The men of Pithot, a Mr. Jerry Lim and a Mr. Thomas Boram, have revealed the soft evil underbelly of improvised music by dragging their acoustic guitars across the walls of a highway underpass and also by frequently playing secret concerts for possibly no people every weekend at remote sites inside the innards of Baltimore and New York. These concerts have made clear the exact link between certain strands of the more tasteless industrial music of the early eighties as well as finding the more obvious connections between the American aleotoric tradition and the gut bucket blues of the Mississippi delta.




Sunday October 21
8pm - [$zero to $20, sliding scale]

Cornelius Cardew's classic graphic work:
Treatise


Twenty years after his death, Cornelius Cardew is still a figure to be reckoned with in the British avant-garde. His intense political engagement caused him to question everything about the hierarchical, often authoritarian nature of musical society and about the composer's role in it. (In the 1970's he became a Maoist and repudiated most of his own best work as decadent and elitist!) His Treatise (1963-1967) is a mammoth, intricate 193-page graphical score that undermines the composer's authority by, rather than indicating what and how to play, guiding and focusing performers' creative impulses. The performers are given no instructions on how to interpret the beautiful but often enigmatic score, but rather must arrive at their own conclusions about the notations, much as we normally use works of art, letting the marks of the page speak to us and making our own interpretations and readings through observation and conversation with our peers. On some level this reverses the usual relation of performer to score: normally the player pulls the music from the score, in Treatise the score draws the music from the player.

Where the ensemble for the first half of Treatise (presented October 7) was weighted towards guitarists, tonight's group features percussionists: Karen Stackpole on gongs and small metal items, Moe! Staiano on junkyard detritus and industrial mechanalia, eclectic trap-drummer Garth Powell and Tom Nunn , builder of ineffable insectoid mutant metal marimboids. Complementing this varied battery will be Hugh Livingston's cello, Brett Larner's koto, Tim Perkis's laptop controlled vintage digital synthesizer, George Cremaschi's double bass, Phil Gelb's shakuhachi and Tom Bickley's recorders.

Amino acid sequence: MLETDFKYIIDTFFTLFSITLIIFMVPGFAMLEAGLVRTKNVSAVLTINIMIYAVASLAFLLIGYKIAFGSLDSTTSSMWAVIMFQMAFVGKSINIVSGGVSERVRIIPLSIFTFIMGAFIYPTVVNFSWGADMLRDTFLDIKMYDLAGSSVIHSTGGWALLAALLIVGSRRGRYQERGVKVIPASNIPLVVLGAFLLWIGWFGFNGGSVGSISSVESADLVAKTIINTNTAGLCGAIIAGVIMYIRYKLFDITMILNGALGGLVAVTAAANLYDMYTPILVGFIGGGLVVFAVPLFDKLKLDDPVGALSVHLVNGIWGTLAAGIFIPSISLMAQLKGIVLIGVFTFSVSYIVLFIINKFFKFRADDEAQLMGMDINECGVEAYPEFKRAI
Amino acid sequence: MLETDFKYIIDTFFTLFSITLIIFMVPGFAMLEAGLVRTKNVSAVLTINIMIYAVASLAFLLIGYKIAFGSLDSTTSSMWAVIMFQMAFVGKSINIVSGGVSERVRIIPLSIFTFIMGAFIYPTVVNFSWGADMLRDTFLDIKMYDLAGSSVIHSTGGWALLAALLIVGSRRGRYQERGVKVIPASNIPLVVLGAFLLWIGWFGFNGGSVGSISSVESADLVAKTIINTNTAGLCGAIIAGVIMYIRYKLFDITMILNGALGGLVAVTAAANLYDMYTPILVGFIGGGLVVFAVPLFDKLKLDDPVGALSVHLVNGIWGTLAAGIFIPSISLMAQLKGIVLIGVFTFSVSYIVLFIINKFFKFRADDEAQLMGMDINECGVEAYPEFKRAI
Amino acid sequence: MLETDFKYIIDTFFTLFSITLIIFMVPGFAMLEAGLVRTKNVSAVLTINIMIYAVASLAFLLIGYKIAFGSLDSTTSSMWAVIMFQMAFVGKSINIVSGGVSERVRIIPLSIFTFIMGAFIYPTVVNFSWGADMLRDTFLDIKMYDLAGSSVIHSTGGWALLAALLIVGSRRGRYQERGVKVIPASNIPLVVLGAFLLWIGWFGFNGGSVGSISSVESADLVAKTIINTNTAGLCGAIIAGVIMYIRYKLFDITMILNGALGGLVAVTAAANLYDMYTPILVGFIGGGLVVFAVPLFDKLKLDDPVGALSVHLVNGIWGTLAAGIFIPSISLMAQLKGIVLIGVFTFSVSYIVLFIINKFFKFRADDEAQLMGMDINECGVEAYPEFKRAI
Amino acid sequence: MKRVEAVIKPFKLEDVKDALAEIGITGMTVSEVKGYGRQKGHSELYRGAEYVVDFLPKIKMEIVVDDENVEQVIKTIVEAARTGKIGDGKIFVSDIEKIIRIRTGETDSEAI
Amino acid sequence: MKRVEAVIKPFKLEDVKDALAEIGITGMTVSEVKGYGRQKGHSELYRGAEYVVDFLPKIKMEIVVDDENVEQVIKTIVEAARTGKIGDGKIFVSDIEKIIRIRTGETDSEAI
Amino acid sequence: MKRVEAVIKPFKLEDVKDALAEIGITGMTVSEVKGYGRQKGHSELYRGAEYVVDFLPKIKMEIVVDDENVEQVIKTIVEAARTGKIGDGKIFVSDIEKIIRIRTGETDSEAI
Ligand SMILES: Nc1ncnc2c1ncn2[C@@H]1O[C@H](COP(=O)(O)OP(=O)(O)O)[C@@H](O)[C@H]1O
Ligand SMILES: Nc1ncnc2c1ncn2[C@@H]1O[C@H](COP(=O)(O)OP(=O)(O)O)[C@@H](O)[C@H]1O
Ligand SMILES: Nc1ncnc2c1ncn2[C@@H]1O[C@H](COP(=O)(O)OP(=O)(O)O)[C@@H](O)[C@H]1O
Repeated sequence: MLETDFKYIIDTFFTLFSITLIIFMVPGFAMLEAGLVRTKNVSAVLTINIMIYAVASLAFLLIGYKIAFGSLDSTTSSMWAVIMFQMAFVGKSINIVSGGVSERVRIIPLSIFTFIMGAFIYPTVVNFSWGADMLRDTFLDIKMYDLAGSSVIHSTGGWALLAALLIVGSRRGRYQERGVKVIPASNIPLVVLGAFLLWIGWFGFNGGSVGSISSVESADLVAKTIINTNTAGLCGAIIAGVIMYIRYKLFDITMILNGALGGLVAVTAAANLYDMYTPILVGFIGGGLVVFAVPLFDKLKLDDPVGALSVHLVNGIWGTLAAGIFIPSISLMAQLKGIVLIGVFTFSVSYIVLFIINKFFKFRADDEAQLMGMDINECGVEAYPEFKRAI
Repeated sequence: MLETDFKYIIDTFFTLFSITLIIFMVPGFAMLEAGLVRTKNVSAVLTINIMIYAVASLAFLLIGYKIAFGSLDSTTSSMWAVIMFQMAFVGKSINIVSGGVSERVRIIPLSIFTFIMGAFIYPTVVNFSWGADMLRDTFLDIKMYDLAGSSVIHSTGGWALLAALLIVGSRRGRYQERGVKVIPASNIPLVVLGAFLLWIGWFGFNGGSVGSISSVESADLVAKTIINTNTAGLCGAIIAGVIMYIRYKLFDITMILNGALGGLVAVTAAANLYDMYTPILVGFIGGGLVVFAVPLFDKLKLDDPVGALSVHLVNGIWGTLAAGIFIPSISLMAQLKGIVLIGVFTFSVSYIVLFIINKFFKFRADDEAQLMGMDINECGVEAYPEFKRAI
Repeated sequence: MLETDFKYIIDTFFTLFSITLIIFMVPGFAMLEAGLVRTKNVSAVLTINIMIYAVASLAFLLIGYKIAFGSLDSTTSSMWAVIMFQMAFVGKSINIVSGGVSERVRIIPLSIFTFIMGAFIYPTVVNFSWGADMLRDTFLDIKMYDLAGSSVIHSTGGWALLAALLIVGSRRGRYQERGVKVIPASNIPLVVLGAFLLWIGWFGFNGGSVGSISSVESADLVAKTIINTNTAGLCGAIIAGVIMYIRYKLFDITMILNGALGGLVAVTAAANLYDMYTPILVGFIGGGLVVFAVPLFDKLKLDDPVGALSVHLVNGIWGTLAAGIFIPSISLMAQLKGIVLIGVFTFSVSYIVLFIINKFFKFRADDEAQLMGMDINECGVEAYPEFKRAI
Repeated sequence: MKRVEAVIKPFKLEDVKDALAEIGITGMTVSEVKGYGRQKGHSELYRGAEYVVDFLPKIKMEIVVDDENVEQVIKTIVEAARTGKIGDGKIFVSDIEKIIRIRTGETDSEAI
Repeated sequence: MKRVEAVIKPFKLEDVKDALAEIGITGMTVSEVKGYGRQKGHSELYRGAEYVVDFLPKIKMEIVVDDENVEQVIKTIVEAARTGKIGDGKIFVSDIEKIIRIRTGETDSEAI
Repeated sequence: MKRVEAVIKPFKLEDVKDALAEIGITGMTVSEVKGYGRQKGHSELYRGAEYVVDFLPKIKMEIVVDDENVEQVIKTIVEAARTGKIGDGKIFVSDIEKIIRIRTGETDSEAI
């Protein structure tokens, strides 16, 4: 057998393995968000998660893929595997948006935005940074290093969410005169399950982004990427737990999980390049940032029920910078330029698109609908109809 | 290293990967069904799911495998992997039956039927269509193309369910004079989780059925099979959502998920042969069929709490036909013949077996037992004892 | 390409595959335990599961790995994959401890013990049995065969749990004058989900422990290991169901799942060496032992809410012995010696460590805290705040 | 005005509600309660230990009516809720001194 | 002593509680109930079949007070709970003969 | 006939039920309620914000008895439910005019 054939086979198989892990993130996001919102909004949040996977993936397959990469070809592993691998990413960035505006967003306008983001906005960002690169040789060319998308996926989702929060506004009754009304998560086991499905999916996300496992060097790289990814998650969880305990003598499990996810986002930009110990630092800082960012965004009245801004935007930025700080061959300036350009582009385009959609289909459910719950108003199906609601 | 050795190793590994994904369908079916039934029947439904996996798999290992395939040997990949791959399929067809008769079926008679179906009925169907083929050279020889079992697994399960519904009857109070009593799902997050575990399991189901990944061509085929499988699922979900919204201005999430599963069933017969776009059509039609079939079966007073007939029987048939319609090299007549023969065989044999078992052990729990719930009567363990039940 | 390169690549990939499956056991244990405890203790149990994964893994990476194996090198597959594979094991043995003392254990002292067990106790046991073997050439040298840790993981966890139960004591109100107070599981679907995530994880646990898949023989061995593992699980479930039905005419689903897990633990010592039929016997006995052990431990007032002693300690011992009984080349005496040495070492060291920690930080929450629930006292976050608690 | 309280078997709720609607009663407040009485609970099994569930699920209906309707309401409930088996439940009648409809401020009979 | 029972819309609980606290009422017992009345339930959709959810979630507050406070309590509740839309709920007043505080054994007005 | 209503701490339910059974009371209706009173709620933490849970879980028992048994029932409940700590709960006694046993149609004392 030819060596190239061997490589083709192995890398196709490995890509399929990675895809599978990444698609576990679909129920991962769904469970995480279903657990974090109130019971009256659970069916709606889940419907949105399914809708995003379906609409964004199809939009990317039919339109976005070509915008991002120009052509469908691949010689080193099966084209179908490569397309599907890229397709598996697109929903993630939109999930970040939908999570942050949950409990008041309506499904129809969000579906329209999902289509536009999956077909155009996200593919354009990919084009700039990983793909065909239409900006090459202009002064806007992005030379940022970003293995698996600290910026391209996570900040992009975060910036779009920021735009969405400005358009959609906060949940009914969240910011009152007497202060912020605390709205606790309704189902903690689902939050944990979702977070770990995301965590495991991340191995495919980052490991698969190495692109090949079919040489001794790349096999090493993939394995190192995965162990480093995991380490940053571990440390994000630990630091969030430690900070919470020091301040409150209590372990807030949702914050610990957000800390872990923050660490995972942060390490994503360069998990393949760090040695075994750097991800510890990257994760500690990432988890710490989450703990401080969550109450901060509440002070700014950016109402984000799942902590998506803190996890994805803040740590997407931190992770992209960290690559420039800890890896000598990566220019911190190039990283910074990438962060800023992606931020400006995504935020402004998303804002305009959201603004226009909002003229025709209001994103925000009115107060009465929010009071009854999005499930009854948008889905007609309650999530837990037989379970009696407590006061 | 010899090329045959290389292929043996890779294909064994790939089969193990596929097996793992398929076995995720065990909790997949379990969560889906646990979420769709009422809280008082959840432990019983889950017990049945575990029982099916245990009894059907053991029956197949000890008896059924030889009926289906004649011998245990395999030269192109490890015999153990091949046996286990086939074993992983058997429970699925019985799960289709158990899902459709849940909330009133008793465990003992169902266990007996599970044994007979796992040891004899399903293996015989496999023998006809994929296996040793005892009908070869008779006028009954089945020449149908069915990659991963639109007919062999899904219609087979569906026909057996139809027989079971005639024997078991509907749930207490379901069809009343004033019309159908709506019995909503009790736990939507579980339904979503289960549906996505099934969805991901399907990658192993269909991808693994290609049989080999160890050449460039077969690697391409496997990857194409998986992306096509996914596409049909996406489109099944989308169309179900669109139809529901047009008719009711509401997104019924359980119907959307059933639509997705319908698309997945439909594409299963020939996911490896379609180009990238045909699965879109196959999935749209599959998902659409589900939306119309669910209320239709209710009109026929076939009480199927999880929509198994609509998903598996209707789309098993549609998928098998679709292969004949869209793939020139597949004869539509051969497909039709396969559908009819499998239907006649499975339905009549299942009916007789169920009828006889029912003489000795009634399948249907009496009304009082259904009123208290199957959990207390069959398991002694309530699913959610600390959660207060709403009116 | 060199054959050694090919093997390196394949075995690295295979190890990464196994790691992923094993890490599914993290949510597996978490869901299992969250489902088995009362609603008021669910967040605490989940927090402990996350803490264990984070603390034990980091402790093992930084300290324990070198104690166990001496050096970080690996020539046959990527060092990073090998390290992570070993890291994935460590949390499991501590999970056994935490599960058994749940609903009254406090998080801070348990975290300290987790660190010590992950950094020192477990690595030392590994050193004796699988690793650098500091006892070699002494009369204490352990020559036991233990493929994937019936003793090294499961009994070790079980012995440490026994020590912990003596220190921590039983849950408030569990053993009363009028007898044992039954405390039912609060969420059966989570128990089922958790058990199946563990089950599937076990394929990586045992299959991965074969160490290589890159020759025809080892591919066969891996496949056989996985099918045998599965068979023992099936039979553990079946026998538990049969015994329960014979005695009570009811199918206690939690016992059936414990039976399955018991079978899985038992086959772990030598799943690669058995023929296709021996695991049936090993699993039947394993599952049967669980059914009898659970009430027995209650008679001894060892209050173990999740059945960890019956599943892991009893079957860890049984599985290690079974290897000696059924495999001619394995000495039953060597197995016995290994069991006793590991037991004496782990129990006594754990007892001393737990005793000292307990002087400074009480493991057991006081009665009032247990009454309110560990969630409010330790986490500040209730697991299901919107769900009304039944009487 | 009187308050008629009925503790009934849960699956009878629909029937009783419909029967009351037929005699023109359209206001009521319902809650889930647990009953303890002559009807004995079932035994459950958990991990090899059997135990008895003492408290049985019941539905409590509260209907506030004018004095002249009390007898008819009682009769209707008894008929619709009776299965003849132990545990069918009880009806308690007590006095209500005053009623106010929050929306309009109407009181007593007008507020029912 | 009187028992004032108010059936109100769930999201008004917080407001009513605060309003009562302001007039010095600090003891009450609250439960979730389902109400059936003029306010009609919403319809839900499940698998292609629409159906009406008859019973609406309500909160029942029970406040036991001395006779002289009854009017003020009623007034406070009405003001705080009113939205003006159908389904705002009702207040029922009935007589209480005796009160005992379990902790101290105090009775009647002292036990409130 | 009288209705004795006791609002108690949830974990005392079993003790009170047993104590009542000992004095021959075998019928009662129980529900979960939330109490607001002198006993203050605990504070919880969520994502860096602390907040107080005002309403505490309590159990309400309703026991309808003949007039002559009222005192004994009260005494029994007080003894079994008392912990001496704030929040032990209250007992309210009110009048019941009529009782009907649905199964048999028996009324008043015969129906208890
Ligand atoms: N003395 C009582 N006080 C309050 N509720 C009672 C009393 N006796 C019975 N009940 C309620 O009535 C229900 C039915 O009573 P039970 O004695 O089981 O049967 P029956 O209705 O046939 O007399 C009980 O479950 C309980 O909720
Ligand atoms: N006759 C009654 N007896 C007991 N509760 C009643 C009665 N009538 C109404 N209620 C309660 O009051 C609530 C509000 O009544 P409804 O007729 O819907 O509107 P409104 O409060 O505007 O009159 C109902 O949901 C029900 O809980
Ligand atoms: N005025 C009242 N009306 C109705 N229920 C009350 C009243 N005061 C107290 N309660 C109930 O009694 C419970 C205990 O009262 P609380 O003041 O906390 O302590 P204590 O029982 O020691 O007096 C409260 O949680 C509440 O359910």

Friday October 26
8pm - [$zero to $20, sliding scale]

Maggi Payne

Goodheart-Allen-Powell Trio
"...these three San Francisco bay area musicians are neither young lions or grizzled seniors, which renders them relatively difficult to market in a genre glutted with releases. These three have however been around the block enough times to have jettisoned their influences, and have long since set course to hone and amplify their artistic voices.

In recent years, Pianist Matthew Goodheart's discography has begun to flourish, represented by a handful of discs as a leader (Ninewinds & Meniscus Records), two sessions as a co-leader for Cadence Jazz Records with bassist Dominic Duval and mystic trumpeter extraordinaire Wadada Leo Smith, and recorded as a sideman with the likes of saxophonists Marco Eneidi, and the late Glenn Spearman.

Percussionist Garth Powell spent the better part of the nineties working all over the bay area as a sideman, and can be heard on recordings with Eugene Chadbourne (Leo Records), Gianni Gebbia (Rastascan), and Eneidi to name but a small portion of his varied activities.

This session marks the recording debut of tenor saxophonist Josh Allen, although as evidenced by his assured sound and technical command picked up while cutting his teeth with living legends such as Cecil Taylor and Reggie Workman, correcting this oversight was just a matter of time.

To properly consume the music at hand, once must throw caution to the wind, forget all about noise-floors and other such audiophile concerns and crank this mother up. If not, the subtlety, and hence the crux of what this trio is trying to convey in their music would be lost. Besides, this trio's music takes precedence over individual solos, making it more difficult to fathom without close inspection as voices emerge, contribute a variety of hues to the palette, and then quickly veer off on another path. Musical forms are left loosely constructed only to be dissected and reinvented with fervor. In other words, this is creative improvised music at its most vivid.

Goodheart is a discreet, yet formidable presence, less inclined to take flight himself, and instead tends to favor lending his comprehensive technique with eloquent restraint. His offerings are full of craggy note choices and knotty chords, sensitive modulations, and deft, often outright bent, tonal nuance. Powell serves as a keen foil with an exceptional ear, resisting the temptation to burry his partners in the mix, and instead finding ways to intuitively assert himself while concurrently complimenting and contributing to the ebb and flow of the music with acute use of skittish patterns and a propulsive, seemingly elastic sense of time. Together, the two create a sometimes menacingly somber, often ominous thicket of textures for Allen to work with, but he responds admirably with tumultuous flurries of his own, aided by his adept sense of phrasing and pacing, enabling him to cut jagged, roughhewn lines or alternately taking a reflective fork in the road with laconic musings and asides. I Can Climb A Tree, I Can Tie A Know, I Can Have A Conversation is impassioned, highly unpredictable, ruminative, and often times surreal, without sounding prosaic and insular, and therefore an anomaly, and quite a find in the 21st century."